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With the publication of his acid-etched but enormously popular portrait of the American small town, Sinclair Lewis emerged as the spokesman for a new literary generation
October 1961 | Volume 12, Issue 6
George Jean Nathan’s account of how he and Mencken first met Lewis is otherwise questionable, but it presents Lewis at his most dreadful precisely on an occasion when he was courting the opinion for which he most cared. Mencken and Nathan, the story goes, were urged one evening by T. R. Smith, then managing editor of the Century magazine, to drop by at his apartment for a drink.
When we got there, we found with Smith a tall, skinny, paprika-headed stranger to whom we were introduced as one Lewis …
Barely had we taken off our hats and coats … when the tall, skinny, paprika-headed stranger simultaneously coiled one long arm around Mencken’s neck and the other around mine, well nigh strangling us and putting resistance out of the question, and—yelling at the top of his lungs—began: “So you guys are critics, arc you? Well, let me tell you something. I’m the best writer in this here gottdamn country and if you, Georgie, and you, Hank, don’t know it now, you’ll know it gottdamn soon. Say, I’ve just finished a book that’ll be published in a week or two and its the gottdamn best book of its kind that this here gottdamn country has had and don’t you guys forget it! I worked a year on the gottdamn thing and it’s the goods. I’m atelling you! Listen, when it comes to writing a novel, I’m so far ahead of most of the men you two think are good that I’ll he gottdamned if it doesn’t make me sick to think of it! Just wait till you read the gottdamn thing. You’ve got a treat coming, Georgie and Hank, and don’t you boys make no mistake that! ”
Projected from Smith’s flat by the self-endorsing uproar—it kept up for fully half an hour longer—Mencken and I jumped into a taxicab, directed the driver to speed us posthaste to a tavern where we might in some peace recover our equilibrium and our ear-drums, and looked at each other. “Of all the idiots I’ve ever laid eyes on, that fellow is the worst!” groaned Mencken, gasping for breath. Regaining my own breath some moments later, all that I could add was that if any such numskull could ever write anything worth reading, maybe there was something in Christian Science too.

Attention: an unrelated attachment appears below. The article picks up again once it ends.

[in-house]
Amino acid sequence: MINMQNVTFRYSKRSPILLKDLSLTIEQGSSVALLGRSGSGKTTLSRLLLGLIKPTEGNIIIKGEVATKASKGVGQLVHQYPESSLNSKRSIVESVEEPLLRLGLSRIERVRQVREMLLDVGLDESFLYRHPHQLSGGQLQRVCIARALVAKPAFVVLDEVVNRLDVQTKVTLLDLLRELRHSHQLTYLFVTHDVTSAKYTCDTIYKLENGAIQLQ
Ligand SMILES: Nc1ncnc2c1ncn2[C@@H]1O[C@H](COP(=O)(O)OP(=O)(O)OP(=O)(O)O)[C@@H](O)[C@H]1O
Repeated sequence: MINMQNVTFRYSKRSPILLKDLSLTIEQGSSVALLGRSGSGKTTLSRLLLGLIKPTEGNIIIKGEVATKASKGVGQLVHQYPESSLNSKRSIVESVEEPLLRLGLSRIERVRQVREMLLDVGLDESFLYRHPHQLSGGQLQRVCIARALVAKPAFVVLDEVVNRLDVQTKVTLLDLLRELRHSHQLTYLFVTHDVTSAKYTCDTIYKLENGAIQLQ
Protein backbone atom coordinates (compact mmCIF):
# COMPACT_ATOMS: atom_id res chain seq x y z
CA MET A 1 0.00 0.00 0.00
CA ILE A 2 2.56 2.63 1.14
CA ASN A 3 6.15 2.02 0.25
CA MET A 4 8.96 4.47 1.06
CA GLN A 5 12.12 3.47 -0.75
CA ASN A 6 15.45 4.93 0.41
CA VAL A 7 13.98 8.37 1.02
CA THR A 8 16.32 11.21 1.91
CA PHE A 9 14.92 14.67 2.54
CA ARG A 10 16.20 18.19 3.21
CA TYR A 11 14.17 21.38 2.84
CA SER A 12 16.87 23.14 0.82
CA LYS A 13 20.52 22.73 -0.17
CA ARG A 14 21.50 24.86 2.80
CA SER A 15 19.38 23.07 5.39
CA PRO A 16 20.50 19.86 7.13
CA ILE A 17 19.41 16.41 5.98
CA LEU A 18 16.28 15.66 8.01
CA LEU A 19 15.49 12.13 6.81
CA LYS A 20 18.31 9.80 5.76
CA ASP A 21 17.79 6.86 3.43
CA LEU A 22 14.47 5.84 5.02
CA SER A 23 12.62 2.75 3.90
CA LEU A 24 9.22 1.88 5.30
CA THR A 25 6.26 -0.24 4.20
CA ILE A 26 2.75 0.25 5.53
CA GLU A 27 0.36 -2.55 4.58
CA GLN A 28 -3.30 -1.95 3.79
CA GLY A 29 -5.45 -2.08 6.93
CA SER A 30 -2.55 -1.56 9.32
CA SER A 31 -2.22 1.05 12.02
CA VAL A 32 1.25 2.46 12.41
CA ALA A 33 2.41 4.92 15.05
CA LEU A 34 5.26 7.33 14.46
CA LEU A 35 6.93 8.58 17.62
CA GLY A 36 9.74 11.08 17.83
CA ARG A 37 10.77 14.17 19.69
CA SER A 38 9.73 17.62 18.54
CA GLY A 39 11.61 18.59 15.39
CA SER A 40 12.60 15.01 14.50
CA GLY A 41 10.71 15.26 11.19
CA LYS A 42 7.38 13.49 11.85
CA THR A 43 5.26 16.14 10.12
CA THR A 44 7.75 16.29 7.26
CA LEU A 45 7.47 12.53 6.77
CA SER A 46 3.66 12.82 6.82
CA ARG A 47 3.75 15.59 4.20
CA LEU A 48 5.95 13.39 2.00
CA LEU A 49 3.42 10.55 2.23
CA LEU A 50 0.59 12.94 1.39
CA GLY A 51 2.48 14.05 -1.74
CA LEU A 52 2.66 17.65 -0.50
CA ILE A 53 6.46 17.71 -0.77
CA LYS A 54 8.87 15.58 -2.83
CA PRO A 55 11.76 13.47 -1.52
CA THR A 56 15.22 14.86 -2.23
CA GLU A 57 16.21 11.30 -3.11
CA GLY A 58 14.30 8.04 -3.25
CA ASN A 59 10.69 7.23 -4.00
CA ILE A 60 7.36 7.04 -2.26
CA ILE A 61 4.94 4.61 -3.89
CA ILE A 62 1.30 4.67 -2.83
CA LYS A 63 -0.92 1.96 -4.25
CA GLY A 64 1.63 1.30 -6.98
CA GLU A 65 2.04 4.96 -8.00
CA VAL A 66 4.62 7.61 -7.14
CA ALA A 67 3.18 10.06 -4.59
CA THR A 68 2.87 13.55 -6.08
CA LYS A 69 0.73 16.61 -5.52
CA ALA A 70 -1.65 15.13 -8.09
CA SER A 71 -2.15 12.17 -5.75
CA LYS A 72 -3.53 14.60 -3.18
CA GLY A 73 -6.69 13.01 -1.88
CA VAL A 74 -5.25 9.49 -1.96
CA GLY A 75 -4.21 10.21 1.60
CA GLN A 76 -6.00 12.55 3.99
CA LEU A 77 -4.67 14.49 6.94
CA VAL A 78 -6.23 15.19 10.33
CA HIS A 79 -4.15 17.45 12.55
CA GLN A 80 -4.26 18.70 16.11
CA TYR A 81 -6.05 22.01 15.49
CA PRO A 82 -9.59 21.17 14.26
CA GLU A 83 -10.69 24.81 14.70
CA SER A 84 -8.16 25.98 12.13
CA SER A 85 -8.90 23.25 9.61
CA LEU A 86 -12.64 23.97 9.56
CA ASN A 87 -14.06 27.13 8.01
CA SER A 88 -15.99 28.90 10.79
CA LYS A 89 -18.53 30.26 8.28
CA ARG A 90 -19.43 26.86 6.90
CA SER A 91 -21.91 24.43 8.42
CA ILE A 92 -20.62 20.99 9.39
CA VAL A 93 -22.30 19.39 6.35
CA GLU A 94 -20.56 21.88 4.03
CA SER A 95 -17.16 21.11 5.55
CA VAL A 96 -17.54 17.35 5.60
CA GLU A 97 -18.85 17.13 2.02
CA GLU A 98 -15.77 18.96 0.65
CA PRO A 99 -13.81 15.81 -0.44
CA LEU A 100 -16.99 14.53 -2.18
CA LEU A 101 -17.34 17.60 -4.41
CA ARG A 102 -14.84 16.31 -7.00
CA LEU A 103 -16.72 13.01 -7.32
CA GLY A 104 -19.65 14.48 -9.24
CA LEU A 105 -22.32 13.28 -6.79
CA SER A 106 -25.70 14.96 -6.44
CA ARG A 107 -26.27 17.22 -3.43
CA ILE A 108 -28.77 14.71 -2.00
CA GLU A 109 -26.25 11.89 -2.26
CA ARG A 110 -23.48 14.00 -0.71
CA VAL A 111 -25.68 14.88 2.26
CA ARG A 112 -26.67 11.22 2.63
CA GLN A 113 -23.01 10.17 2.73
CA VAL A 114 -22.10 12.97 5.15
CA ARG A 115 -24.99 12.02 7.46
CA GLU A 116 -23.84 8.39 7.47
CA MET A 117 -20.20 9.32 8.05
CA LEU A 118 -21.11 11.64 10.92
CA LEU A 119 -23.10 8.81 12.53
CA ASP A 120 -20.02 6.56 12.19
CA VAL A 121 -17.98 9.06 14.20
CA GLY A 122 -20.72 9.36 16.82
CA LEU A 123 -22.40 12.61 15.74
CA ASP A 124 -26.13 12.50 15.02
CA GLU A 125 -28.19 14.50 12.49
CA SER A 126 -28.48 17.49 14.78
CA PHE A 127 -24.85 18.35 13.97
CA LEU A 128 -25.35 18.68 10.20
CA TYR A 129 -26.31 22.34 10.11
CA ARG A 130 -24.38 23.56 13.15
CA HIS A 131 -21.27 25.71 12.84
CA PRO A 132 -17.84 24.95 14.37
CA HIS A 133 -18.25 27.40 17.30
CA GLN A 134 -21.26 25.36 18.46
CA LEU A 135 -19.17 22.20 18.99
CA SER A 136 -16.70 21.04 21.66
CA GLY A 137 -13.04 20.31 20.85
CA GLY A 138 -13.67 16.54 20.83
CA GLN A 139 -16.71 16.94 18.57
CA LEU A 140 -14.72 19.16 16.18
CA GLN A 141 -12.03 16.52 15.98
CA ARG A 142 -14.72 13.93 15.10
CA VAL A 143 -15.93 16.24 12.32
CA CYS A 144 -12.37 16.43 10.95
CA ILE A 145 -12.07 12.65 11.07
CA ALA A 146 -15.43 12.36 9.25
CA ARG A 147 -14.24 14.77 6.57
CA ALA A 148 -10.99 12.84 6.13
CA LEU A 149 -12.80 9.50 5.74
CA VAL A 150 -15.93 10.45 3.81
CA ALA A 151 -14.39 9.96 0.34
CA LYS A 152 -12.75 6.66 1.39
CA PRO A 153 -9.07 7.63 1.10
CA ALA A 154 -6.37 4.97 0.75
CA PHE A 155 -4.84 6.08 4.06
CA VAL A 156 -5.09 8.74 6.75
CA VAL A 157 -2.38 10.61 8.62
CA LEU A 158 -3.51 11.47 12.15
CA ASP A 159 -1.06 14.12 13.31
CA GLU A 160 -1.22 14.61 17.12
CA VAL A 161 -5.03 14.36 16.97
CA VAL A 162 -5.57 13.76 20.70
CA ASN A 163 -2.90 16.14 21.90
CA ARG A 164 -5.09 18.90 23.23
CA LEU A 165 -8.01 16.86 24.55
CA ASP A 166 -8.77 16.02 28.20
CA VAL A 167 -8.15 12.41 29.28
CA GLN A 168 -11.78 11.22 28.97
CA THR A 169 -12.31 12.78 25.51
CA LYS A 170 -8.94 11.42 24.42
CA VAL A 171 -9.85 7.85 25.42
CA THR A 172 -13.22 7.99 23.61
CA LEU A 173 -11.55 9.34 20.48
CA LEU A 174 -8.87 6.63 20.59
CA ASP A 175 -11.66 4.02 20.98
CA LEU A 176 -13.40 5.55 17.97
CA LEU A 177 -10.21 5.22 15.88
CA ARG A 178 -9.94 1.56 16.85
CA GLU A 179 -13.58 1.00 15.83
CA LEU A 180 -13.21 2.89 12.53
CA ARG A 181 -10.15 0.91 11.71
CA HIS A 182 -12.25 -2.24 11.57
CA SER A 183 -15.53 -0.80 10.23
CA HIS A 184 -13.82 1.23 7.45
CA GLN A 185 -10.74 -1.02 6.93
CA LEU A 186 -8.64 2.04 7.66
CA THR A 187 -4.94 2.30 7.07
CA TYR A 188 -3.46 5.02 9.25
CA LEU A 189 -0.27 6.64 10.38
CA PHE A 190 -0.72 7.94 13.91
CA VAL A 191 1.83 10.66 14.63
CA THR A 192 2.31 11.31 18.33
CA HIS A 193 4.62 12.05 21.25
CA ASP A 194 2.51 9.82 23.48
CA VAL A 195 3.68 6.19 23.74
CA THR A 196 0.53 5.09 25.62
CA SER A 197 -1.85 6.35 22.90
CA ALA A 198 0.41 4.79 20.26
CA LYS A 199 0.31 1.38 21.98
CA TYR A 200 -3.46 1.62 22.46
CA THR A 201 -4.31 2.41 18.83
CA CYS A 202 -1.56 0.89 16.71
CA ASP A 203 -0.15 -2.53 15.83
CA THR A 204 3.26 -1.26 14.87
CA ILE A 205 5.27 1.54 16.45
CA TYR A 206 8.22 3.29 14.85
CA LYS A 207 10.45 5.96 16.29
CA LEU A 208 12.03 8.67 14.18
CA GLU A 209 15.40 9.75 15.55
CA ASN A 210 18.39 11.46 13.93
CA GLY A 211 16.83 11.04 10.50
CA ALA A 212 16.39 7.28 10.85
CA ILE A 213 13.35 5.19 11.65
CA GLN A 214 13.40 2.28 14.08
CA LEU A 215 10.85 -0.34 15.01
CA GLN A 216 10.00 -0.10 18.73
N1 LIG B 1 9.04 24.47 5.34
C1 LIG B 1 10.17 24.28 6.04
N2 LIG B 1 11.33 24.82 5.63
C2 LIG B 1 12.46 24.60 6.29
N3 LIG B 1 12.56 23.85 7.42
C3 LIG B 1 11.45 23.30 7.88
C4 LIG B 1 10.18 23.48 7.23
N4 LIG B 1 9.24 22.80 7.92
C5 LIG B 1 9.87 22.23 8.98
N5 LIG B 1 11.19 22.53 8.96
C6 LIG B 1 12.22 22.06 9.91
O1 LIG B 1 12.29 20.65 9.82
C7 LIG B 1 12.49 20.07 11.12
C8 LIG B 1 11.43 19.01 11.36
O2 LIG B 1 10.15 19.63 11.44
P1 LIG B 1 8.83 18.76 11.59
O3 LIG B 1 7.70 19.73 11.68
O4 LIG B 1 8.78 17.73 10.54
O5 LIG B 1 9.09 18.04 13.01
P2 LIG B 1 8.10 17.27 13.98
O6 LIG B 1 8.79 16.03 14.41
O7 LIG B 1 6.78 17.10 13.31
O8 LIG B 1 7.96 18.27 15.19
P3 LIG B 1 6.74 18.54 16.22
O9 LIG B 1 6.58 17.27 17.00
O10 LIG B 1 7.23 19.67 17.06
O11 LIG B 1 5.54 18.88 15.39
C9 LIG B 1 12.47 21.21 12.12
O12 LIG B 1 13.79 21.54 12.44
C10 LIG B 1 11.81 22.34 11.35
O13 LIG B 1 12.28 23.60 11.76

Three days later I got the following letter from Mencken, who had returned to Baltimore:
Dear George: Grab hold of the bar-rail, steady yourself, and prepare yourself for a terrible shock! I’ve just read the advance sheets of the book of that Lump we met at Schmidt’s and, by God, he has done the job! It’s a genuinely excellent piece of work. Get it as soon as you can and take a look. I begin to believe that perhaps there isn’t a God after all. There is no justice in the world. Yours in Xt., M.
By the time Mencken’s review appeared in Smart Set the book was, of course, already made. The boom began with three prepublication encomiums from F. P. A. in his “Conning Tower,” and with Heywood Broun’s enthusiastic review in the New York Tribune for October 20, which praised the truthfulness of the novel’s re-creation of the life of an entire community and, more especially, of the dialogue. “He hears even better than he sees. I can’t think of anybody who has been so unerringly right in reproducing talk. He is right to a degree that is deeper than phonographic exactness.”
If, two days after his first review, Broun reconsidered, and announced now that Carol Kennicott was “puerile” and that Lewis’ method was unselective beyond necessity and the book’s best interest, Mencken, when he came to the novel in January, 1921, found its virtue in the brilliantly packed accumulation of detail no less than in its verisimilitude of speech, at the same time that he assumed the puerility of Carol. He defended what he took to be the author’s conception of the character, assuming that Lewis had meant to show that her “superior culture is, after all, chiefly bogus.” But Lewis meant no such thing. He wrote to Harcourt of Carol as “sensitive and articulate.” in the inscription in his wife’s copy, he had written, “To Gracie, who is all the good part of Carol”; but Carol was also a large part of him. The other part was Will Kennicott, the downright. The struggle was between the halves of his divided being. The two stories together are his, and the combination of these qualities, his, too.
Sinclair Lewis was now beyond poverty and for the time being was feeling no pain. He could now, when he wished, control his native brashness, gaucherie, and social clumsiness. He had now, when he wished to exercise them, charm and graciousness. “A Mercutio from the prairies,” Clifton Fadiman would one day call him. His talk could be entrancingly and, finally, exhaustingly lively; and his impersonations entertaining and, presently, tiresome—his talk, for he had no conversation. His mind could not stay with an idea any longer than his body could stay in a chair, but leapt from point to point, from sense to extravagance, from the mundane to the earnest to the arch to the whimsical to the fantastic and, at last, to the boring, the irrelevant, the merely demanding. he seldom sat, but often slouched, long thin shanks folding and unfolding, hands always plucking at lace—nose, ears, cheek, chin—much jumping up, prancing, slouching again, smoking, smoking.